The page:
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Your Fundraising Projects ARE Your Priorities

As public organizations dip their toe into private fundraising, there is much to learn.  Public organizations, such as universities, public school systems and other important programs to our communities have begun to raise funds privately.  In order to be relevant and make your programs really special, it is necessary.  We all know that the government gives us just enough money to keep our doors open, but the really special experiences for students and other constituents rely on private funds.

As these public organizations begin to raise funds privately, they try to keep it separate from the budget.  That is a mistake.  All the things they budget for are extremely important, but they typically don’t have to consult with constituents in the community to set those priorities.  It is common for public groups to want to keep their fundraising as a “side gig.” 

However, in order to raise private funds, it takes everyone!  When there is an important project that cannot happen without private fundraising, EVERYONE in the organization should know about it and be talking about it. When someone from your organization calls on an individual or business to see if they are interested in giving, the person approached will immediately call anyone he knows in the organization and say, “Tell me about this new project!  How will it elevate your organization?”  If that is met with, “Huh?  I have never heard of this project,” immediately, the potential donor is on high alert and loses confidence in the project and the organization.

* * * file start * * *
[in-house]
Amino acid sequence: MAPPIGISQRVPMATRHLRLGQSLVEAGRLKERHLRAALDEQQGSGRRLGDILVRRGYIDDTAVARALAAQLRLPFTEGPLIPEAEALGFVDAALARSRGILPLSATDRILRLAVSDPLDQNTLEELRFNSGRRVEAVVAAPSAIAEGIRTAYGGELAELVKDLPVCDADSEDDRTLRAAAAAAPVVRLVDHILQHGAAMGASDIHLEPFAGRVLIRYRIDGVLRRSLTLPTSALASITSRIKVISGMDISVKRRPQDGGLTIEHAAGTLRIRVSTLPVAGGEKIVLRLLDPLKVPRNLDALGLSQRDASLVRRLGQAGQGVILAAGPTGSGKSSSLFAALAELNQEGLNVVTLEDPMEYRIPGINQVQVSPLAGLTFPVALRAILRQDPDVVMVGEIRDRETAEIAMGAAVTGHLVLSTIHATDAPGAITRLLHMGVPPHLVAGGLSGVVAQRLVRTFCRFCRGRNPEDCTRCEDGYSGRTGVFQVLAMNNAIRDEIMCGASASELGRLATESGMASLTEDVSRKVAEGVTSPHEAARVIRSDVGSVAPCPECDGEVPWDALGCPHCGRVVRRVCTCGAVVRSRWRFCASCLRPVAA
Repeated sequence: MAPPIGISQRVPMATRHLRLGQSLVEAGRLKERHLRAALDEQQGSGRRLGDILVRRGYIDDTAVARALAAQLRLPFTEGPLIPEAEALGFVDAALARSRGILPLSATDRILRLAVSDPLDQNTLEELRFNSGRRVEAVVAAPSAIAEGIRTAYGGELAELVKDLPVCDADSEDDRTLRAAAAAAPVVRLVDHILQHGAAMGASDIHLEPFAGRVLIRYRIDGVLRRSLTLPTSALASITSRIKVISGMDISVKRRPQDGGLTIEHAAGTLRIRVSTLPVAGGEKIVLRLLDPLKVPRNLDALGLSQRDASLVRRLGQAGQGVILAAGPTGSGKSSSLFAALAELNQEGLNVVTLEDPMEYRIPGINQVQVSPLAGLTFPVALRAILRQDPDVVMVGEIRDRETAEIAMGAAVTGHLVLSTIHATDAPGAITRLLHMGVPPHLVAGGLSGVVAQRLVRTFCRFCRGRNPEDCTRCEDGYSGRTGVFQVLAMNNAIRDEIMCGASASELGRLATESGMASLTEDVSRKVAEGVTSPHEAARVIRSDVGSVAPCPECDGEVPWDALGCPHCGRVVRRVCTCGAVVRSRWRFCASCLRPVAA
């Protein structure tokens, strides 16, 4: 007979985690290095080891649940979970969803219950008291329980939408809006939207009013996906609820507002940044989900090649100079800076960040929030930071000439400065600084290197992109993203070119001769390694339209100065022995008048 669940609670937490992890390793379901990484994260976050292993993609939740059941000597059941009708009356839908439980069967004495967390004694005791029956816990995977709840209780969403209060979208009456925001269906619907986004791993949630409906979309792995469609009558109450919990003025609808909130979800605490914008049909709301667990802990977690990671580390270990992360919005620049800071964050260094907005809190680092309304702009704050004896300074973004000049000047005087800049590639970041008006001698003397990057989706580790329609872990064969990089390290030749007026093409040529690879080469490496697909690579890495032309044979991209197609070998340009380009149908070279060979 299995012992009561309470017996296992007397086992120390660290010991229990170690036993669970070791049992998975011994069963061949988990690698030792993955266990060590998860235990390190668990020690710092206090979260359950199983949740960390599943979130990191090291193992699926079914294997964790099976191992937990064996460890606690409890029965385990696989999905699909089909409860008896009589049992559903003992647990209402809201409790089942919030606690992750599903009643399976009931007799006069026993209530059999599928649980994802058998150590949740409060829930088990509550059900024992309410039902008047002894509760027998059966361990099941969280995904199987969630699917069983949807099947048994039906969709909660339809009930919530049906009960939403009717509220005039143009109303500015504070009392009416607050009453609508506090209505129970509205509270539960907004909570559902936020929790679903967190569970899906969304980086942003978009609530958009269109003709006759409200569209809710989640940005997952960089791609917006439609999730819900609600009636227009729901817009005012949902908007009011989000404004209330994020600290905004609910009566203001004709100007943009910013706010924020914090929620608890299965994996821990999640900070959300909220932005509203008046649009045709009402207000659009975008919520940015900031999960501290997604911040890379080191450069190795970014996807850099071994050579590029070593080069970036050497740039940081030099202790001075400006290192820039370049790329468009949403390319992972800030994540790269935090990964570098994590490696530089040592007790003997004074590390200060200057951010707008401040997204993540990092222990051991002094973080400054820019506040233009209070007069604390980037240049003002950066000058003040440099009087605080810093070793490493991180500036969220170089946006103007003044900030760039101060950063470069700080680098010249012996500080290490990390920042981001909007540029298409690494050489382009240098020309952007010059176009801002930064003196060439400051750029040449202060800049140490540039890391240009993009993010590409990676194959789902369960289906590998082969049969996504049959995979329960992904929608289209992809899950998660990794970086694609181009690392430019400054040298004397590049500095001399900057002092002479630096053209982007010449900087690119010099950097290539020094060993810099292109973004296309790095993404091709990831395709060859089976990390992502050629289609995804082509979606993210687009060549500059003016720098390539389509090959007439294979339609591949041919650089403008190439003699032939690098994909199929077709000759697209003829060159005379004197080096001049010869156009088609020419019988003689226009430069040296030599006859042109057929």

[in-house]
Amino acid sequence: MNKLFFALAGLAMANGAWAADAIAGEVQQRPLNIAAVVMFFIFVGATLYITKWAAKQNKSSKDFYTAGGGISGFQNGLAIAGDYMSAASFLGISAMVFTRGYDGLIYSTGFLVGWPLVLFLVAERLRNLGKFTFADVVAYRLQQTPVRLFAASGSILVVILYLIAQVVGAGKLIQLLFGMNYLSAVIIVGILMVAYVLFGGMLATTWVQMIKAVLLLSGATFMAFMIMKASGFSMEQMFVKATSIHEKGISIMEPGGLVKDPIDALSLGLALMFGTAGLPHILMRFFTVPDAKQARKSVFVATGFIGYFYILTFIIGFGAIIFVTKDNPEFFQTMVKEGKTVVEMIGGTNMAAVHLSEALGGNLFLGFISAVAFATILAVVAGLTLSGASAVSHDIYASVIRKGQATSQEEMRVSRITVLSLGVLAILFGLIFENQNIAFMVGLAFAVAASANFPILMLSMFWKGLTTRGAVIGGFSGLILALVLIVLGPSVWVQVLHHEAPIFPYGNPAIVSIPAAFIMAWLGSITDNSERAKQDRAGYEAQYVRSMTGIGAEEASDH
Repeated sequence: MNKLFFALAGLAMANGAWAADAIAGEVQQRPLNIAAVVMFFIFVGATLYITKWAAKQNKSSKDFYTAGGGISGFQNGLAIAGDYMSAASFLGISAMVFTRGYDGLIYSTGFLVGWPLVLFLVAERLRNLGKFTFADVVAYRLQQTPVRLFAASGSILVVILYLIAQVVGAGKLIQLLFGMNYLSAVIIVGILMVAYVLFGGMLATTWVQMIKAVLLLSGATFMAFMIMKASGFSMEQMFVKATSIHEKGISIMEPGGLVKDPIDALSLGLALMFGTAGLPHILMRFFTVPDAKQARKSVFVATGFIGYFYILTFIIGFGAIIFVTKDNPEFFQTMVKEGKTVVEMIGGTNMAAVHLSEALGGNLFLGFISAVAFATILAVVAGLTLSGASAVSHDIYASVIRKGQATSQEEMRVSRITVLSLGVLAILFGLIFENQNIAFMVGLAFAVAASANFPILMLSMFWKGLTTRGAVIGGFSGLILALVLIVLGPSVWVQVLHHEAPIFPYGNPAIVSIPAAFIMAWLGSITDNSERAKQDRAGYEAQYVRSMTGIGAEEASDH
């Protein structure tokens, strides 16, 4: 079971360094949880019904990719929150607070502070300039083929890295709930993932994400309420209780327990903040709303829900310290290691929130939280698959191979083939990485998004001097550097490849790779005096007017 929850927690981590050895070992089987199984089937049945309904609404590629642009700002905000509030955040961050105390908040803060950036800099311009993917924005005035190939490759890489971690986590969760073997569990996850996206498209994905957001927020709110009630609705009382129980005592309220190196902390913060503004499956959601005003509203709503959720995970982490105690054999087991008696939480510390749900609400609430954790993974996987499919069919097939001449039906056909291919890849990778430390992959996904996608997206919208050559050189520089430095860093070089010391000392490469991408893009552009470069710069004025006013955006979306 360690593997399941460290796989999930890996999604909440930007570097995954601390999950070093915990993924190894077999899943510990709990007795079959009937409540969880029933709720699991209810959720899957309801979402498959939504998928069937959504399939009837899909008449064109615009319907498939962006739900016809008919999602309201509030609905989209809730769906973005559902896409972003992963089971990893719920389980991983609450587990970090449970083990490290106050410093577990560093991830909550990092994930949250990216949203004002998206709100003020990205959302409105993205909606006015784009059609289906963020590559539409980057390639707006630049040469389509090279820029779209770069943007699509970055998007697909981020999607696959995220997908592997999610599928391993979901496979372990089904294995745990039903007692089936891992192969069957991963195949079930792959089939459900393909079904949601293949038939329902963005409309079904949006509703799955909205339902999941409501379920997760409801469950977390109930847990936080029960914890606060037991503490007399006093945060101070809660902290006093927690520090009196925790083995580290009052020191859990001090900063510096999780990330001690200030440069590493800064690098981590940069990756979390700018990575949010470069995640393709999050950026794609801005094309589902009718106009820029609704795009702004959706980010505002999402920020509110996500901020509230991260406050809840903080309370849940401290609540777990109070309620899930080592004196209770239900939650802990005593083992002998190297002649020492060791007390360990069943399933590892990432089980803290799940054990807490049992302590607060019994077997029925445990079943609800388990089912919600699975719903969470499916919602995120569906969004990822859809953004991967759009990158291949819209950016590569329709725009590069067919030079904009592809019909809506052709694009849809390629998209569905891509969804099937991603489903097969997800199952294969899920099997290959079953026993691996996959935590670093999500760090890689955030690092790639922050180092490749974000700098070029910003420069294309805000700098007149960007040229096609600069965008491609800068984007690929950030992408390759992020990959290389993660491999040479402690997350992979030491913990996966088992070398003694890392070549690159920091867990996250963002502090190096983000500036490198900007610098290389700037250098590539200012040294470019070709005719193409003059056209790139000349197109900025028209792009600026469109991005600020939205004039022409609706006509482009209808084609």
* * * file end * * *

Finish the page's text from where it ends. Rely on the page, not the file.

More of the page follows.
Nobody wants to give to an organization when one hand doesn’t know what the other is doing.  No matter how great the project is, people outside of the organization will question the legitimacy of it if no one inside knows what they are talking about. Many times, organizations are just too large for everyone to know what is going on, but the relevant people to the project, at every level, should be able to have a conversation about it, because eventually, they will be asked. 

When setting your budgets, remember that fundraising projects are NOT in addition to your priorities, they ARE your priorities.  That will definitely be the perception once your community is buzzing about it.  Important fundraising projects should be part of the budgeting process and part of the budget discussion.  If a project is not important enough for all relevant personnel to know it is happening, it is not important enough to ask your community to get behind it. 

It is a myth that fundraising is in addition to the rest of the things going on in your organization.  Fundraising will not be successful unless it is an integrated part of what is happening in your organization every day!


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